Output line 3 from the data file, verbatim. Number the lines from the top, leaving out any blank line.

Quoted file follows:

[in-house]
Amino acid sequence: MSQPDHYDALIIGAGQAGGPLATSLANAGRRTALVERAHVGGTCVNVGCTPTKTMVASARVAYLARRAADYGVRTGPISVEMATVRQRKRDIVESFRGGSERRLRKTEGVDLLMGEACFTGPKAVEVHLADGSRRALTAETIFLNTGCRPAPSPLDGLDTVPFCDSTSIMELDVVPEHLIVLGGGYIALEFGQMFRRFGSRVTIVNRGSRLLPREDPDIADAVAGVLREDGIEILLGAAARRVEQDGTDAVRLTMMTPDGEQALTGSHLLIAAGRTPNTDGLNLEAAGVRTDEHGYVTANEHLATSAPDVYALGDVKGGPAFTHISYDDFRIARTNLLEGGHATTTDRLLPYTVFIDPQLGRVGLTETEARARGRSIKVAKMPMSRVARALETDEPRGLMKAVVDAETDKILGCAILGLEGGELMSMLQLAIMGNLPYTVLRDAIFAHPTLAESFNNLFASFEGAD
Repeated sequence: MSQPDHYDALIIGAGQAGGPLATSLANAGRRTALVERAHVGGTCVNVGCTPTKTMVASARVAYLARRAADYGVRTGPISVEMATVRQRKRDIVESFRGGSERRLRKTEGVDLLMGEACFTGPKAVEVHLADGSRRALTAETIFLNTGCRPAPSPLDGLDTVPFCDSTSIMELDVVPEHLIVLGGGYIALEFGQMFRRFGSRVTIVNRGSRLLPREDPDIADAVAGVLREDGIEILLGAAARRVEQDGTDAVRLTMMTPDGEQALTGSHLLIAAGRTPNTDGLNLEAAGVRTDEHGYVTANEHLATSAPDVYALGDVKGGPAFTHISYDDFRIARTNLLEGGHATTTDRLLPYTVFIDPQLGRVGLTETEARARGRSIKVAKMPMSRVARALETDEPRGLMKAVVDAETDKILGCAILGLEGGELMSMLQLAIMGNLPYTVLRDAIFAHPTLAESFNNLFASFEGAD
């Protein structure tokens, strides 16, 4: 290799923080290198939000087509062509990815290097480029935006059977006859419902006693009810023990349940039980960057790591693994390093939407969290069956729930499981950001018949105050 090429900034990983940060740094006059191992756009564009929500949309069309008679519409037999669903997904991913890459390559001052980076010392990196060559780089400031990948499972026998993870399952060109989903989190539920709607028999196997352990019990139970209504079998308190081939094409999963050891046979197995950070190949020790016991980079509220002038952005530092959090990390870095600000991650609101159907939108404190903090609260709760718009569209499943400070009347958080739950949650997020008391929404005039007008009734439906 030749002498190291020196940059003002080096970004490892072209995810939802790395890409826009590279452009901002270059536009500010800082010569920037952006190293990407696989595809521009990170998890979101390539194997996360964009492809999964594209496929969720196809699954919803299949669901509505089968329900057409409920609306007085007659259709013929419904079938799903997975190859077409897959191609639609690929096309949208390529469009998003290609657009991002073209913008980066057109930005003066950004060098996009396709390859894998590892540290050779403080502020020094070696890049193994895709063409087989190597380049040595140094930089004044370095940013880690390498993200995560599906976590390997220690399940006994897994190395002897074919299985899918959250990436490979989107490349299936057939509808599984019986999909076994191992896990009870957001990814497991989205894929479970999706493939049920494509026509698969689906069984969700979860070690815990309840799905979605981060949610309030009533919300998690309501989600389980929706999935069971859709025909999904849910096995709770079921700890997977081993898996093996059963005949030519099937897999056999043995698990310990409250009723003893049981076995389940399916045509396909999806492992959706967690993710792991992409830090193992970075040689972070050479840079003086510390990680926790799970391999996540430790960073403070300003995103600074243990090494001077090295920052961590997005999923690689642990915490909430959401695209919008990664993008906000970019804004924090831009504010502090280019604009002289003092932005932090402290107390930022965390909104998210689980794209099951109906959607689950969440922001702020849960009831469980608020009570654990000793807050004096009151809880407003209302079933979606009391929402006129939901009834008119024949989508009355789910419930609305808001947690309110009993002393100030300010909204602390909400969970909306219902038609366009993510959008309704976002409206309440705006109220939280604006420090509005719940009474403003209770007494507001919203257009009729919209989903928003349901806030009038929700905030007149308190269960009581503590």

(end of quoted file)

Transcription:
Repeated sequence: MSQPDHYDALIIGAGQAGGPLATSLANAGRRTALVERAHVGGTCVNVGCTPTKTMVASARVAYLARRAADYGVRTGPISVEMATVRQRKRDIVESFRGGSERRLRKTEGVDLLMGEACFTGPKAVEVHLADGSRRALTAETIFLNTGCRPAPSPLDGLDTVPFCDSTSIMELDVVPEHLIVLGGGYIALEFGQMFRRFGSRVTIVNRGSRLLPREDPDIADAVAGVLREDGIEILLGAAARRVEQDGTDAVRLTMMTPDGEQALTGSHLLIAAGRTPNTDGLNLEAAGVRTDEHGYVTANEHLATSAPDVYALGDVKGGPAFTHISYDDFRIARTNLLEGGHATTTDRLLPYTVFIDPQLGRVGLTETEARARGRSIKVAKMPMSRVARALETDEPRGLMKAVVDAETDKILGCAILGLEGGELMSMLQLAIMGNLPYTVLRDAIFAHPTLAESFNNLFASFEGAD